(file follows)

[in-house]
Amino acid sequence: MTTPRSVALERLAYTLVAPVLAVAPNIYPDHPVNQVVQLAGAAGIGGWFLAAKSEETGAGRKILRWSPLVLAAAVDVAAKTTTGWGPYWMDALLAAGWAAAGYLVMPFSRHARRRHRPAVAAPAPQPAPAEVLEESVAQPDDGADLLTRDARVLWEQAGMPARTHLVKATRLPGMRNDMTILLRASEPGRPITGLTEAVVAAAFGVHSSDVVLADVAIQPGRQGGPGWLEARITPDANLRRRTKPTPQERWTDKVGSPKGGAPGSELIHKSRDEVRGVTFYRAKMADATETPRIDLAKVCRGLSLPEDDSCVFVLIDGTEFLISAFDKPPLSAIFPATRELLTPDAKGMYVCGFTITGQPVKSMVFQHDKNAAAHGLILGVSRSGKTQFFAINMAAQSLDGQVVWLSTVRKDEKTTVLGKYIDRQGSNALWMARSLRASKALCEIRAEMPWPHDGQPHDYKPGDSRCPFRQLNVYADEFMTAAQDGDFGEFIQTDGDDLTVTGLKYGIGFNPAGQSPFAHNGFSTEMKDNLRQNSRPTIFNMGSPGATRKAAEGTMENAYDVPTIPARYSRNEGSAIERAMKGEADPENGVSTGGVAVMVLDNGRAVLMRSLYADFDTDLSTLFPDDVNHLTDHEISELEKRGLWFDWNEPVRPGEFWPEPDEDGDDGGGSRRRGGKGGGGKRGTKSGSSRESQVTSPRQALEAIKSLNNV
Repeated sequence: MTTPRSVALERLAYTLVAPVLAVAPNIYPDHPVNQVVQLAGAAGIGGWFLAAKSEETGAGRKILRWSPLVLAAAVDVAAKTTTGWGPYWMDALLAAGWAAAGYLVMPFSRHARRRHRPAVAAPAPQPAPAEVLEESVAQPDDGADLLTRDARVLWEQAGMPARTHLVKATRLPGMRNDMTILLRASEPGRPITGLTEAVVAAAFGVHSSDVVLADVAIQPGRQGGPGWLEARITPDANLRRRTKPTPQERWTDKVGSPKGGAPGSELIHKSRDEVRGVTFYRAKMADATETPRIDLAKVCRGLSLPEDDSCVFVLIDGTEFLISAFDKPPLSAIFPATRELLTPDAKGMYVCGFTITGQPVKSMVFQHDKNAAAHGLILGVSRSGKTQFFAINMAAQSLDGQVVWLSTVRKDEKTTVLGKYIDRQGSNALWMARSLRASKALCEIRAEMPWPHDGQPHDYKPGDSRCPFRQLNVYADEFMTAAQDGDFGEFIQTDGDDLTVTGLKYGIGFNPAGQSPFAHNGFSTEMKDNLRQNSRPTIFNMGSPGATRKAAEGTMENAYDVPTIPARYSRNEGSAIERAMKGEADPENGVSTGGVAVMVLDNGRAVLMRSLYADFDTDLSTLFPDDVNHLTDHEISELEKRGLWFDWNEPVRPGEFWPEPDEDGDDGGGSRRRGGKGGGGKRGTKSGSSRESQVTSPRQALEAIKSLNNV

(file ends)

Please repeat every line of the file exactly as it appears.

[in-house]
Amino acid sequence: MTTPRSVALERLAYTLVAPVLAVAPNIYPDHPVNQVVQLAGAAGIGGWFLAAKSEETGAGRKILRWSPLVLAAAVDVAAKTTTGWGPYWMDALLAAGWAAAGYLVMPFSRHARRRHRPAVAAPAPQPAPAEVLEESVAQPDDGADLLTRDARVLWEQAGMPARTHLVKATRLPGMRNDMTILLRASEPGRPITGLTEAVVAAAFGVHSSDVVLADVAIQPGRQGGPGWLEARITPDANLRRRTKPTPQERWTDKVGSPKGGAPGSELIHKSRDEVRGVTFYRAKMADATETPRIDLAKVCRGLSLPEDDSCVFVLIDGTEFLISAFDKPPLSAIFPATRELLTPDAKGMYVCGFTITGQPVKSMVFQHDKNAAAHGLILGVSRSGKTQFFAINMAAQSLDGQVVWLSTVRKDEKTTVLGKYIDRQGSNALWMARSLRASKALCEIRAEMPWPHDGQPHDYKPGDSRCPFRQLNVYADEFMTAAQDGDFGEFIQTDGDDLTVTGLKYGIGFNPAGQSPFAHNGFSTEMKDNLRQNSRPTIFNMGSPGATRKAAEGTMENAYDVPTIPARYSRNEGSAIERAMKGEADPENGVSTGGVAVMVLDNGRAVLMRSLYADFDTDLSTLFPDDVNHLTDHEISELEKRGLWFDWNEPVRPGEFWPEPDEDGDDGGGSRRRGGKGGGGKRGTKSGSSRESQVTSPRQALEAIKSLNNV
Repeated sequence: MTTPRSVALERLAYTLVAPVLAVAPNIYPDHPVNQVVQLAGAAGIGGWFLAAKSEETGAGRKILRWSPLVLAAAVDVAAKTTTGWGPYWMDALLAAGWAAAGYLVMPFSRHARRRHRPAVAAPAPQPAPAEVLEESVAQPDDGADLLTRDARVLWEQAGMPARTHLVKATRLPGMRNDMTILLRASEPGRPITGLTEAVVAAAFGVHSSDVVLADVAIQPGRQGGPGWLEARITPDANLRRRTKPTPQERWTDKVGSPKGGAPGSELIHKSRDEVRGVTFYRAKMADATETPRIDLAKVCRGLSLPEDDSCVFVLIDGTEFLISAFDKPPLSAIFPATRELLTPDAKGMYVCGFTITGQPVKSMVFQHDKNAAAHGLILGVSRSGKTQFFAINMAAQSLDGQVVWLSTVRKDEKTTVLGKYIDRQGSNALWMARSLRASKALCEIRAEMPWPHDGQPHDYKPGDSRCPFRQLNVYADEFMTAAQDGDFGEFIQTDGDDLTVTGLKYGIGFNPAGQSPFAHNGFSTEMKDNLRQNSRPTIFNMGSPGATRKAAEGTMENAYDVPTIPARYSRNEGSAIERAMKGEADPENGVSTGGVAVMVLDNGRAVLMRSLYADFDTDLSTLFPDDVNHLTDHEISELEKRGLWFDWNEPVRPGEFWPEPDEDGDDGGGSRRRGGKGGGGKRGTKSGSSRESQVTSPRQALEAIKSLNNV